Nir Zuk: The first thing about disruption is that it’s a weird thing. It’s not like it’s… The way you disrupt the market is not by building a product and starting to sell it and then figuring out, wow, I disrupted the market. It’s actually the other way around. You find the market that’s ready for disruption. You find the reason why it’s ready for disruption and you address that, right?

Nir Zuk: If you think about it, some of the companies that you work with and a lot of the companies that have changed things like the taxi industry, and the hospitality industry, on the consumer side, and then companies that have changed the way we do HR and the way we do salesforce management and CRM and the way we do IT operations and so on, they were all going into markets that have been doing the same thing again and again and again and again for many, many years and found the reason to disrupt those markets, disrupted the markets, and have been successful at that. We’ve done the same thing.

Nir Zuk: The next question that I always get asked is, how do you make sure that nobody comes behind and disrupts you? It’s not easy. The thing about disruption is that when you face disruption as a large company, it’s very, very difficult to deal with that. It’s very difficult to deal with disruption because you have two pretty much bad options. The first option you have is to embrace the disruption, meaning to say, wow, this is very disruptive. Everything I’ve done so far is irrelevant. Let’s embrace the disruption. The challenge, especially as a large company, as a publicly traded company and so on, is that that really kills your business, and you have to start again. It’s not that you start from scratch, but it’s enough that your revenues go down 2, 3% and you’re done. Right?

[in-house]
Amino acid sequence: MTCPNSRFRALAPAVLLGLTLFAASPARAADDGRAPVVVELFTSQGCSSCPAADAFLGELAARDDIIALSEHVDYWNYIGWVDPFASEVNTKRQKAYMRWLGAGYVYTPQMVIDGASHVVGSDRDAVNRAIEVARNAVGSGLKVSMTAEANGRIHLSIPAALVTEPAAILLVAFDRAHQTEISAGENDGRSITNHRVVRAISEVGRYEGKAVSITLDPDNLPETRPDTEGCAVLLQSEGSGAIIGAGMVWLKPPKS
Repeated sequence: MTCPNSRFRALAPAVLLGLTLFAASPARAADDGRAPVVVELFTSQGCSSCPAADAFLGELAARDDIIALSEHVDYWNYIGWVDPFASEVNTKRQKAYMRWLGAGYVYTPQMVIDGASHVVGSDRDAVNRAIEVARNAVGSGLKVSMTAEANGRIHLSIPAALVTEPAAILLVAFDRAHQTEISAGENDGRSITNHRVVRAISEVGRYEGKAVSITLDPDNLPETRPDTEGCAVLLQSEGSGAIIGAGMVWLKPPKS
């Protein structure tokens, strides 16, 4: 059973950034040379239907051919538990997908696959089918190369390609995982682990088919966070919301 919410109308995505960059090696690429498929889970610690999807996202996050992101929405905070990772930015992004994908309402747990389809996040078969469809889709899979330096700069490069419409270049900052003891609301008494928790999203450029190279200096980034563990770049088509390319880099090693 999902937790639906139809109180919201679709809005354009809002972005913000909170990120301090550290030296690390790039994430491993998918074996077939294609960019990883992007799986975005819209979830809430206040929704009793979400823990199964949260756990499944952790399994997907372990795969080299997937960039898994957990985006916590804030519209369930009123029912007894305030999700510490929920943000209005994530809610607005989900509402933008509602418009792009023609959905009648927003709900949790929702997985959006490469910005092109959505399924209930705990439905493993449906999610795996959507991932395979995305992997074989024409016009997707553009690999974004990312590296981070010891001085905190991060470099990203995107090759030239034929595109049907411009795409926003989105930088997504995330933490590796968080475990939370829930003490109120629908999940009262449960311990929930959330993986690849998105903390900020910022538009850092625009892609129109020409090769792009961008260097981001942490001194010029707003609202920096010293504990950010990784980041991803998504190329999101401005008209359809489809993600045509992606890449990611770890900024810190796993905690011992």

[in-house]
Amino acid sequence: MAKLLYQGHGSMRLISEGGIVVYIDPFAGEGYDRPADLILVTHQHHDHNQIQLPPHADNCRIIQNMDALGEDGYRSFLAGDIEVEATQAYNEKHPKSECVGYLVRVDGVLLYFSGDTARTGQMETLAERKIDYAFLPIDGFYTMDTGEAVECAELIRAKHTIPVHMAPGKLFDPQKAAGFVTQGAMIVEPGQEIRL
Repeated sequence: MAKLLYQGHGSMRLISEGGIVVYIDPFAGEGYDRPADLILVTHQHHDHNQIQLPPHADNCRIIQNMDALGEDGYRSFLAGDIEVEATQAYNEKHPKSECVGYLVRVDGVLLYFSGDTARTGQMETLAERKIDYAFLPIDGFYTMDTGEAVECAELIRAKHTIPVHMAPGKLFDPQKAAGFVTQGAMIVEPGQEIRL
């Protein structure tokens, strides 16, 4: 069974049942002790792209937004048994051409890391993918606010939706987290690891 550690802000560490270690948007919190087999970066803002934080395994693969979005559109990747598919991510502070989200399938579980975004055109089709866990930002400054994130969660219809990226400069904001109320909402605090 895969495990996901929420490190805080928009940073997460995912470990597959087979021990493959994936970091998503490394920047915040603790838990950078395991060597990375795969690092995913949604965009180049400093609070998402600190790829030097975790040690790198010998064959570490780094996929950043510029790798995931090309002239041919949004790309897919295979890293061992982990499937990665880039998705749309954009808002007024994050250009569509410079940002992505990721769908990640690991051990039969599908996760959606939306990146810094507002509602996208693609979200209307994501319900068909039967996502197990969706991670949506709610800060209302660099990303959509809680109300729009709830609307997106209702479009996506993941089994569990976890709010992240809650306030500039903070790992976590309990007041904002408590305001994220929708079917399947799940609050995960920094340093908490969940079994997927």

Nir Zuk: Embracing disruption is hard because you have to start convincing the markets that you are disruptive and then you have to buy and sell them something new while they don’t buy your old thing. Then you can fight the disruption, but if the disruption is real and true, then you’re going to eventually end up staying behind, which is really what happens to our competitors when we started disrupting the market. They all fought the disruption, they all went through the five stages or first denial, right? Nobody needs it. Then we do it too, and then eventually it’s, okay, let’s go and find something else to do.